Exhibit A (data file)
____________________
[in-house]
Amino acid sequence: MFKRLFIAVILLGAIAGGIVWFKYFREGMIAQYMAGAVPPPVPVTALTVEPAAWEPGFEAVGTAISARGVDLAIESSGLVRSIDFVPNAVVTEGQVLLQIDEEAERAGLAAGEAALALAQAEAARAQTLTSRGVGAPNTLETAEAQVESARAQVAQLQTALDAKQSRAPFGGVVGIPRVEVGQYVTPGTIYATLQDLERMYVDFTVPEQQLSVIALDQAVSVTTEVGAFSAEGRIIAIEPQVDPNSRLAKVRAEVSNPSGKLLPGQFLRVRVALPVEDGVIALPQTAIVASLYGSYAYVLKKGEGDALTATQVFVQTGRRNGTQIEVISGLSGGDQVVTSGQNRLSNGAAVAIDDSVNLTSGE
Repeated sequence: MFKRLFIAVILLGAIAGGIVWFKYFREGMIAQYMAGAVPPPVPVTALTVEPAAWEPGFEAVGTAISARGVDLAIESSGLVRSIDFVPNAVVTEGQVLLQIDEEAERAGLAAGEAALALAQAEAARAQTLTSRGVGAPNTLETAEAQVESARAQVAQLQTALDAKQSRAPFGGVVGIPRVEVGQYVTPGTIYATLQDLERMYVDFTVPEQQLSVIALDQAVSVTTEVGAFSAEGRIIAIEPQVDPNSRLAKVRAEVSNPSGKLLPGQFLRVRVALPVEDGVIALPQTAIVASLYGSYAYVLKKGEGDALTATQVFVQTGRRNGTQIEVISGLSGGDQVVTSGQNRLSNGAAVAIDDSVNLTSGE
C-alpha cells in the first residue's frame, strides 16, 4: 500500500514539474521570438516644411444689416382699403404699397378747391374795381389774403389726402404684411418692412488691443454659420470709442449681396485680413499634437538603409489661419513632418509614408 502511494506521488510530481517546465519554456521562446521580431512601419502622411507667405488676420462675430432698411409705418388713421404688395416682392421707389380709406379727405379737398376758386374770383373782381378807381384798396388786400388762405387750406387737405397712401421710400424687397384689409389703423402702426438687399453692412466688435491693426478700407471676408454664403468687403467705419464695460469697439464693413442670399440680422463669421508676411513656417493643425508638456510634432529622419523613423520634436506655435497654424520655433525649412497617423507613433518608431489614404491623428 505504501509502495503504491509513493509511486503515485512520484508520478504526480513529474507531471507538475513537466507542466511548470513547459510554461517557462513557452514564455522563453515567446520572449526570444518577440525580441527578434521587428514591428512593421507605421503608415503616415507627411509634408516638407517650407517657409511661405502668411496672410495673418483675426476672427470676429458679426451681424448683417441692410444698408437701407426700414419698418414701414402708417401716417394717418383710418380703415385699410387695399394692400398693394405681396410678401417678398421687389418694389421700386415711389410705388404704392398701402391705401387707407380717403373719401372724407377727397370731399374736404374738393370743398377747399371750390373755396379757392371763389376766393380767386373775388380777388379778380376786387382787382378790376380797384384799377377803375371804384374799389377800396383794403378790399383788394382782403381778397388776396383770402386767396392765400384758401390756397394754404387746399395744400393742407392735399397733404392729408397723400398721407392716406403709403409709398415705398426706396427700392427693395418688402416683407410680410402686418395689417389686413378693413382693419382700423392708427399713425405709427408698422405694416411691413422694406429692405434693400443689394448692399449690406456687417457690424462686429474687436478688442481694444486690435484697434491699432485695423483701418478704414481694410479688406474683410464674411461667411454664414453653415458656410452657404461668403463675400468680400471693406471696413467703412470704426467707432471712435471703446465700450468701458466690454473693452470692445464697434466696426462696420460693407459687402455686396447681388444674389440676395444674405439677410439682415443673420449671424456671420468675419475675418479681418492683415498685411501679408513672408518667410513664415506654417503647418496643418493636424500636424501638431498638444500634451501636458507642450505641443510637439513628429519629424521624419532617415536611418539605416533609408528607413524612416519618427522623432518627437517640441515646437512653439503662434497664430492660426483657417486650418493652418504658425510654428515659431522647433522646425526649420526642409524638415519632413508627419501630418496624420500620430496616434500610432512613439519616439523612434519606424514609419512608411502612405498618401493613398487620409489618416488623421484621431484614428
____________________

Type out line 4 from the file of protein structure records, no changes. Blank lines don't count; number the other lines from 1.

C-alpha cells in the first residue's frame, strides 16, 4: 500500500514539474521570438516644411444689416382699403404699397378747391374795381389774403389726402404684411418692412488691443454659420470709442449681396485680413499634437538603409489661419513632418509614408 502511494506521488510530481517546465519554456521562446521580431512601419502622411507667405488676420462675430432698411409705418388713421404688395416682392421707389380709406379727405379737398376758386374770383373782381378807381384798396388786400388762405387750406387737405397712401421710400424687397384689409389703423402702426438687399453692412466688435491693426478700407471676408454664403468687403467705419464695460469697439464693413442670399440680422463669421508676411513656417493643425508638456510634432529622419523613423520634436506655435497654424520655433525649412497617423507613433518608431489614404491623428 505504501509502495503504491509513493509511486503515485512520484508520478504526480513529474507531471507538475513537466507542466511548470513547459510554461517557462513557452514564455522563453515567446520572449526570444518577440525580441527578434521587428514591428512593421507605421503608415503616415507627411509634408516638407517650407517657409511661405502668411496672410495673418483675426476672427470676429458679426451681424448683417441692410444698408437701407426700414419698418414701414402708417401716417394717418383710418380703415385699410387695399394692400398693394405681396410678401417678398421687389418694389421700386415711389410705388404704392398701402391705401387707407380717403373719401372724407377727397370731399374736404374738393370743398377747399371750390373755396379757392371763389376766393380767386373775388380777388379778380376786387382787382378790376380797384384799377377803375371804384374799389377800396383794403378790399383788394382782403381778397388776396383770402386767396392765400384758401390756397394754404387746399395744400393742407392735399397733404392729408397723400398721407392716406403709403409709398415705398426706396427700392427693395418688402416683407410680410402686418395689417389686413378693413382693419382700423392708427399713425405709427408698422405694416411691413422694406429692405434693400443689394448692399449690406456687417457690424462686429474687436478688442481694444486690435484697434491699432485695423483701418478704414481694410479688406474683410464674411461667411454664414453653415458656410452657404461668403463675400468680400471693406471696413467703412470704426467707432471712435471703446465700450468701458466690454473693452470692445464697434466696426462696420460693407459687402455686396447681388444674389440676395444674405439677410439682415443673420449671424456671420468675419475675418479681418492683415498685411501679408513672408518667410513664415506654417503647418496643418493636424500636424501638431498638444500634451501636458507642450505641443510637439513628429519629424521624419532617415536611418539605416533609408528607413524612416519618427522623432518627437517640441515646437512653439503662434497664430492660426483657417486650418493652418504658425510654428515659431522647433522646425526649420526642409524638415519632413508627419501630418496624420500620430496616434500610432512613439519616439523612434519606424514609419512608411502612405498618401493613398487620409489618416488623421484621431484614428